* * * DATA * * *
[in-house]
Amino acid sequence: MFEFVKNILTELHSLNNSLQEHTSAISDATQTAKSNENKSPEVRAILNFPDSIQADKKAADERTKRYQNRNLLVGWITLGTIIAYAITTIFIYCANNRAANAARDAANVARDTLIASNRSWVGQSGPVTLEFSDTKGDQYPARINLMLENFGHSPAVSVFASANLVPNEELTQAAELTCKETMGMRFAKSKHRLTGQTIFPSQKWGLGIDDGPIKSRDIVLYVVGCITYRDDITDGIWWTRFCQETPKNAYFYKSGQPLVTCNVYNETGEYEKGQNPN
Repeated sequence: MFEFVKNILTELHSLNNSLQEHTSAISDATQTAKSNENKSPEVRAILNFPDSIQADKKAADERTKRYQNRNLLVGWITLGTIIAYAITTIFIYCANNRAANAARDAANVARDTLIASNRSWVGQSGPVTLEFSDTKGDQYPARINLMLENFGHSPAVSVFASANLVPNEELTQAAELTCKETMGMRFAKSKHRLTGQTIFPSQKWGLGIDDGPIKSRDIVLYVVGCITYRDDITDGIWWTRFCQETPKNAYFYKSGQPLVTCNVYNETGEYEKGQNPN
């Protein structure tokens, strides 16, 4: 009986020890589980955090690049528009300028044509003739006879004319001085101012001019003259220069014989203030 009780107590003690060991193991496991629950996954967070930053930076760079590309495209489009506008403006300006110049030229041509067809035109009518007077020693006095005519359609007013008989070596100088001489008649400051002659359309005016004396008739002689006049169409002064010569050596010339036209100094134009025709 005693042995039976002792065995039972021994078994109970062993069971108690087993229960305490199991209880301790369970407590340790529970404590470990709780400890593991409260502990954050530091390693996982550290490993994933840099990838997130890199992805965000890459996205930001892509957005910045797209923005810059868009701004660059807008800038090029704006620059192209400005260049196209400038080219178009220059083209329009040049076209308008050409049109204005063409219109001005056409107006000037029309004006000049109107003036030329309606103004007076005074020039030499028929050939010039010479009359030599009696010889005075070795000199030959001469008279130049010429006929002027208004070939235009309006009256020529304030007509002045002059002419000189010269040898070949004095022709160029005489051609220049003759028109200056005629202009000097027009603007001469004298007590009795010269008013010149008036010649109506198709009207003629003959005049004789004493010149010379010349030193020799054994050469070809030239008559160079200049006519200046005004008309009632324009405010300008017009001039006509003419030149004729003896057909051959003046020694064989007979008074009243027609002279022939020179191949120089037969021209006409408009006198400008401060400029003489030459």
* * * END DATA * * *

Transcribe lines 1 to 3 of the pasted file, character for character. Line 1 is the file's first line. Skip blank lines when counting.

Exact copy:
[in-house]
Amino acid sequence: MFEFVKNILTELHSLNNSLQEHTSAISDATQTAKSNENKSPEVRAILNFPDSIQADKKAADERTKRYQNRNLLVGWITLGTIIAYAITTIFIYCANNRAANAARDAANVARDTLIASNRSWVGQSGPVTLEFSDTKGDQYPARINLMLENFGHSPAVSVFASANLVPNEELTQAAELTCKETMGMRFAKSKHRLTGQTIFPSQKWGLGIDDGPIKSRDIVLYVVGCITYRDDITDGIWWTRFCQETPKNAYFYKSGQPLVTCNVYNETGEYEKGQNPN
Repeated sequence: MFEFVKNILTELHSLNNSLQEHTSAISDATQTAKSNENKSPEVRAILNFPDSIQADKKAADERTKRYQNRNLLVGWITLGTIIAYAITTIFIYCANNRAANAARDAANVARDTLIASNRSWVGQSGPVTLEFSDTKGDQYPARINLMLENFGHSPAVSVFASANLVPNEELTQAAELTCKETMGMRFAKSKHRLTGQTIFPSQKWGLGIDDGPIKSRDIVLYVVGCITYRDDITDGIWWTRFCQETPKNAYFYKSGQPLVTCNVYNETGEYEKGQNPN